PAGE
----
Chicago Dive Bars

Chicago Dive Bars

So how am I going to replace my beloved Lakeview Lounge? Fortunately, a few weeks ago I got my fresh copy of Jonathan Stockton’s Chicago’s Best Dive Bars: Drinking and Diving in the Windy City. It has reviews of 92 different dive bars, all based on personal visits. There are also sidebars with listings like “Pinball Dives” and “Eats”.

Each of the bars is rated with a 1-10 “Dive Rating” which is not a rating of how much Stockton enjoyed the bar, but rather of how scary the place is. I’m more into wood paneling and cheap beer from my dives, not so much the possibility of a knife in the gut.

Dive bars are not for everyone. Hell, dive bars are often not for me. A synonym for “dive bar” is often “crappy bar” — why would anyone want to hang out in a dirty, broke-down place with surly bartenders? (Cathy, the owner of the Lakeview, could be down-right mean.)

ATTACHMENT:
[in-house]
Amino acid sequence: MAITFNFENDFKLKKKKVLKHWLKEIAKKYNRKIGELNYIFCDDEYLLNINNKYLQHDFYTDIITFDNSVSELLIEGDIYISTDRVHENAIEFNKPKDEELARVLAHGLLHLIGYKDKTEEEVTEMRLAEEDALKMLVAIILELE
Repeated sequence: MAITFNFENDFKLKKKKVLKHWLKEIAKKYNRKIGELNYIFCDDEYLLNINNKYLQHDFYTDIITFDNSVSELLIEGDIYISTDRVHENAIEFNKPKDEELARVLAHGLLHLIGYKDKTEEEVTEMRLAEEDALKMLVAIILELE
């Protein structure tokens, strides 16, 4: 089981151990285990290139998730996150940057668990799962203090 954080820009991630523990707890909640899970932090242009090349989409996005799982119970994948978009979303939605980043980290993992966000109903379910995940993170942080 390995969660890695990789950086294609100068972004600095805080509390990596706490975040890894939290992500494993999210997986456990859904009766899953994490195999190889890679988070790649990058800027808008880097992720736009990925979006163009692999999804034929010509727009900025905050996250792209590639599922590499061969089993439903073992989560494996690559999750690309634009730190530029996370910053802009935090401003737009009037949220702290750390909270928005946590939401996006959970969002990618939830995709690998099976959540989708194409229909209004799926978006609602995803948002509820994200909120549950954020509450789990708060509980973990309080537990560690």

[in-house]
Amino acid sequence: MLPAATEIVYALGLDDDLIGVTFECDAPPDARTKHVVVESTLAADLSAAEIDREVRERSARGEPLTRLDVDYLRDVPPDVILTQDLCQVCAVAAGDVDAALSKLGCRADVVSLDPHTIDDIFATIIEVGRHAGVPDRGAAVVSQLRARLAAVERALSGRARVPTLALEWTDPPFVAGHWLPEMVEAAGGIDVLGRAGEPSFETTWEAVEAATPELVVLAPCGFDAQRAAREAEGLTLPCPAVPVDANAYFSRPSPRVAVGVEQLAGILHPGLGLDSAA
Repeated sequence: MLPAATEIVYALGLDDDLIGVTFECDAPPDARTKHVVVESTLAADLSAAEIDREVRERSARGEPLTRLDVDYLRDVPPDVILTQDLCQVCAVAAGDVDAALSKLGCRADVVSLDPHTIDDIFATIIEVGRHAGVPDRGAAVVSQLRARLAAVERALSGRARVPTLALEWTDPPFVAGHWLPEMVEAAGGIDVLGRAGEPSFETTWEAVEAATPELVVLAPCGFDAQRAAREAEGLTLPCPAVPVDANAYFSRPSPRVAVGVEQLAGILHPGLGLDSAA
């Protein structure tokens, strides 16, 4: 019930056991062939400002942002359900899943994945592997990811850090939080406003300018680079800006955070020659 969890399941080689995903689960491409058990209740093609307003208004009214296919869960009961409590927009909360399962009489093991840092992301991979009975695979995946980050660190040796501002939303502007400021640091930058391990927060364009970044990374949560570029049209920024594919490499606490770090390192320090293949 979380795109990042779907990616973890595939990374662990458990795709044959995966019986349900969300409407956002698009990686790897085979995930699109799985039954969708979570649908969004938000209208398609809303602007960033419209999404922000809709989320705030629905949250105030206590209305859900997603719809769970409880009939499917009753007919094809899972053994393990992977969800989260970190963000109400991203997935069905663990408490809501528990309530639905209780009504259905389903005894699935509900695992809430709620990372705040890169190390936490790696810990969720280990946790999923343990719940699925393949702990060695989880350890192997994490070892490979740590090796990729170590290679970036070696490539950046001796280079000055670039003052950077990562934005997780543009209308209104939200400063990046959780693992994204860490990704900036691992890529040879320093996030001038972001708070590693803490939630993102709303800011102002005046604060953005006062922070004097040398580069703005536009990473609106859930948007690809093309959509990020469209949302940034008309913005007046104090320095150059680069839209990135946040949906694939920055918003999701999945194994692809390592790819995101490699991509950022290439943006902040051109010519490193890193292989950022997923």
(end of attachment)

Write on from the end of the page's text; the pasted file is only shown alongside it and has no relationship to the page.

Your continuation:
But a dive bar and it’s inhabitants are often the embodiment of the history of a neighborhood, and that’s fascinating to me. And if it really is your local bar, a dive bar can be a very comfortable place — the Lakeview Lounge was for me.

Other resources:
Gapers Block: Searching for the True Chicago Dive
Citysearch: Best Dive Bar 2004
Centerstage Chicago: Chicago Dive – Bars

Update: Gapers Block reports that despite having their “last night” the Lakeview Lounge is limping along still open. Also, Newcity ran a short piece on the bar, and the Lounge has a website?!

2 Comments so far

  1. fritzy (unregistered) on October 7th, 2005 @ 2:39 pm

    I wonder where the term “dive” came from. I am lifelong Chicago resident (grew up in the Devon/Western area) and I never once heard a Chicago native refer to neighborhood bars as “dives”–the word we use is “tavern.” My theory is the word “dive” orginated with suburbanites who found ordinary neighborhood taverns wonderfully exotic and “gritty” places–at least compared to what they grew up with.

  2. Fuzzy (unregistered) on October 7th, 2005 @ 4:00 pm

    Well, calling a “disreputable bar” a dive dates back to the 1870s. But, sure, that word “disreputable” says it all — the whole notion of dive bars is tied up with class perceptions and so on. The place that *I* hang out with Johnny No-nose and Tommy Blue-face, that’s just my neighborhood tavern. The place *you* hang out with Mickey the Axe — that’s a dive.

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